Pono is a Hawaiian word commonly rendered as "righteousness". For instance, the Hawaii state motto: Ua Mau ke Ea o ka ʻĀina i ka Pono or "The sovereignty of the land is perpetuated in righteousness".
In Hawaiian mythology, Kū or Kūkaʻilimoku is one of the four great gods. The other three are Kanaloa, Kāne, and Lono. Feathered god images or ʻaumakua hulu manu are considered to represent Kū. Kū is worshipped under many names, including Kū-ka-ili-moku, the "Snatcher of Land". Kūkaʻilimoku rituals included human sacrifice, which was not part of the worship of other gods.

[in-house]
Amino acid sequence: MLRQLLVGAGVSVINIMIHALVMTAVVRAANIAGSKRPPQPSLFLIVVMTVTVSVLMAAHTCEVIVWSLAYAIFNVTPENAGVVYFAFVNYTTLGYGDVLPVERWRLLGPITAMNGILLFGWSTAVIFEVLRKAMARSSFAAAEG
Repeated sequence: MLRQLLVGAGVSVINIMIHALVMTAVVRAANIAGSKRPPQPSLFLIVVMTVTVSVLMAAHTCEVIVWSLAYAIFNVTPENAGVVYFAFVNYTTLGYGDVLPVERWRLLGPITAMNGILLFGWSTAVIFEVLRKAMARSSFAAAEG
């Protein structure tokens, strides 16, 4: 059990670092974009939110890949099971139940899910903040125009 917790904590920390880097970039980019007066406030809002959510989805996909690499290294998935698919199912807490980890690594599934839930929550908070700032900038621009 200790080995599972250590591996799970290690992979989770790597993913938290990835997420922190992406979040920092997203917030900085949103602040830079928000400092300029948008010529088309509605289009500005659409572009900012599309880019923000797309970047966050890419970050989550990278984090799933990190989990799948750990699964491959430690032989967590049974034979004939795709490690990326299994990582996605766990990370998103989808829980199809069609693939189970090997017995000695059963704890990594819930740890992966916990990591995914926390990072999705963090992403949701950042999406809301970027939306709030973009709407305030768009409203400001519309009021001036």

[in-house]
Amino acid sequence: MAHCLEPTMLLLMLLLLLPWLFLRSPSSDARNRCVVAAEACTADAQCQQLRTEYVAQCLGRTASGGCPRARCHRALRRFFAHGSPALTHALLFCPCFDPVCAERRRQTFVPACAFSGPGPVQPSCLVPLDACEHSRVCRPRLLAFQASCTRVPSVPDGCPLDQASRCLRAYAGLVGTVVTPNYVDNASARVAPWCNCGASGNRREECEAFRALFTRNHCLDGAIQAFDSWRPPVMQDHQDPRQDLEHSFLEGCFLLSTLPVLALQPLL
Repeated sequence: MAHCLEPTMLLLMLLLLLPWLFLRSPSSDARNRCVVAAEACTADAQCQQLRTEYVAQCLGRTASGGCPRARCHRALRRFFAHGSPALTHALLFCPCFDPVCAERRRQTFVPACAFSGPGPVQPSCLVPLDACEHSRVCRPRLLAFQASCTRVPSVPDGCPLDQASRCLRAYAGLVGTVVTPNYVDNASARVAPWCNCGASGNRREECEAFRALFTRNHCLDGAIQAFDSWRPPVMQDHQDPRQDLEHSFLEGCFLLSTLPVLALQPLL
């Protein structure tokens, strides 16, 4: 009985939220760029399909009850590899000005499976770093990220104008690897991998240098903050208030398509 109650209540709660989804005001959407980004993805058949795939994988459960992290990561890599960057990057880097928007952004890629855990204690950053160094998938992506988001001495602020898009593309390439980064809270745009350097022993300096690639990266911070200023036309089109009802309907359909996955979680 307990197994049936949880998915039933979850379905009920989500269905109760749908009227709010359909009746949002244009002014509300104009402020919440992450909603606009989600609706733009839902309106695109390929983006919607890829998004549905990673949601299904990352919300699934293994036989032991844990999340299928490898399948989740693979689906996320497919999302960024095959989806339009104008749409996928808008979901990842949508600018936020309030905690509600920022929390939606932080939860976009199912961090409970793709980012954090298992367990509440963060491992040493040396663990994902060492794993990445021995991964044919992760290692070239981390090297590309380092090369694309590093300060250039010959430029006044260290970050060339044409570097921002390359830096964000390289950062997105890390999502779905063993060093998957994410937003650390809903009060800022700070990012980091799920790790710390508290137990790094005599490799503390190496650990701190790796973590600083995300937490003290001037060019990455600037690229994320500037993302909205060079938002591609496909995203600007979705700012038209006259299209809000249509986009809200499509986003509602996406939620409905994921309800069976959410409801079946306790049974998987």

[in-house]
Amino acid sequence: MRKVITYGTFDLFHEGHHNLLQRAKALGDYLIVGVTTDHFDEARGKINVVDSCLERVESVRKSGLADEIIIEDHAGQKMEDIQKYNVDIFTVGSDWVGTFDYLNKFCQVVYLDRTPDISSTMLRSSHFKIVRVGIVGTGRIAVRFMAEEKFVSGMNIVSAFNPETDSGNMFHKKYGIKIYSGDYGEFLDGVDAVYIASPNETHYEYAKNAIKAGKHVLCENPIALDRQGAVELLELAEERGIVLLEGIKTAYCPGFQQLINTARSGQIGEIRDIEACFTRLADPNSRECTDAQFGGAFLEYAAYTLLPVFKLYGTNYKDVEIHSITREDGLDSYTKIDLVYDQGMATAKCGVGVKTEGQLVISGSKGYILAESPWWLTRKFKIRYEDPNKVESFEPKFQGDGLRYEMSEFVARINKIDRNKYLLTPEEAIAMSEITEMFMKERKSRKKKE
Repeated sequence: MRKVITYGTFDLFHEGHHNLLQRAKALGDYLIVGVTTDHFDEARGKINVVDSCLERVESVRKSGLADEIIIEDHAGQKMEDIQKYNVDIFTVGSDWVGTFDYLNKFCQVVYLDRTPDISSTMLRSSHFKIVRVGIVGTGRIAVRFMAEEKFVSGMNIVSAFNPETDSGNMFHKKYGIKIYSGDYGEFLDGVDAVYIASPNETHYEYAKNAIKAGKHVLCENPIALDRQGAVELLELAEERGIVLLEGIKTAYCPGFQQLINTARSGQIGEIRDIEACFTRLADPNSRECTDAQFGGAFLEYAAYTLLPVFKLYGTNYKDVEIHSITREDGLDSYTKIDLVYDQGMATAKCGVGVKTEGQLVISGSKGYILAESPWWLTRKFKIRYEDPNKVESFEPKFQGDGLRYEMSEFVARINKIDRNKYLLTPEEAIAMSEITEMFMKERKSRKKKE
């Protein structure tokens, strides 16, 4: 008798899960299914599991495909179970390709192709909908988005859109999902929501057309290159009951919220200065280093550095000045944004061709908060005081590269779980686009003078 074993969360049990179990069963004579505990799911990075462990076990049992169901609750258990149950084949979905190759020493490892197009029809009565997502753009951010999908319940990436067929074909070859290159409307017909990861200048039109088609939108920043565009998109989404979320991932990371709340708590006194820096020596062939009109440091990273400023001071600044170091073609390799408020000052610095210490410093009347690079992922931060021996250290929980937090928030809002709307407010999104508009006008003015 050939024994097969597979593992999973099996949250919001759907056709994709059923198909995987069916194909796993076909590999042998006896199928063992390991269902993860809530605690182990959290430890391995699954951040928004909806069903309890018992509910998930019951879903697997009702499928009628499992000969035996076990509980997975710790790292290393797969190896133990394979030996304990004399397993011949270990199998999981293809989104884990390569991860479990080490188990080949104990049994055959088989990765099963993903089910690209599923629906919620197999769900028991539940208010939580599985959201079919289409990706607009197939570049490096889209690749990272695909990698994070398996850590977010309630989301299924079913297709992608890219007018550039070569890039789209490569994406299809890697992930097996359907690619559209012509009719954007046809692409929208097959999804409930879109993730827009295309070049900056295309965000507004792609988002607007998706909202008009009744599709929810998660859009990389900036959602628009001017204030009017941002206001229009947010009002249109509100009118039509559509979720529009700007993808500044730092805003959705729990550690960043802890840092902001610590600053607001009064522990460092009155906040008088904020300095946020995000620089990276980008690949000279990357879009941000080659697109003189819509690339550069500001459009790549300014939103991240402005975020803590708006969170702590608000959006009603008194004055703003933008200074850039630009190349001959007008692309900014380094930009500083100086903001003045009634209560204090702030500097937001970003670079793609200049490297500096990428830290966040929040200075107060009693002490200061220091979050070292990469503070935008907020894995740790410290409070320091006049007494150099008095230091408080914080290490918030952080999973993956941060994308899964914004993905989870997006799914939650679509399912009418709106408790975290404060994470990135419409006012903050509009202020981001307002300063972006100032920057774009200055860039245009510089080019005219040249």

In Hawaiian religion, the deity Lono is associated with fertility, agriculture, rainfall, music and peace. In one of the many Hawaiian stories of Lono, he is a fertility and music god who descended to Earth on a rainbow to marry Laka. In agricultural and planting traditions, Lono was identified with rain and food plants. He was one of the four gods who existed before the world was created. Lono was also the god of peace. In his honor, the great annual festival of the Makahiki was held. During this period, war and unnecessary work was kapu (forbidden). In Hawaiian weather terminology, the winter Kona storms that bring rain to leeward areas are associated with Lono. Lono brings on the rains and dispenses fertility, and as such was sometimes referred to as Lono-makua. Ceremonies went through a monthly and yearly cycle. For 8 months of the year, the luakini (temple) was dedicated to Ku-with strict kapus. Four periods each month required strict ceremonies. Violators could have their property seized by priests or overlord chiefs, or be sentenced to death for serious breaches.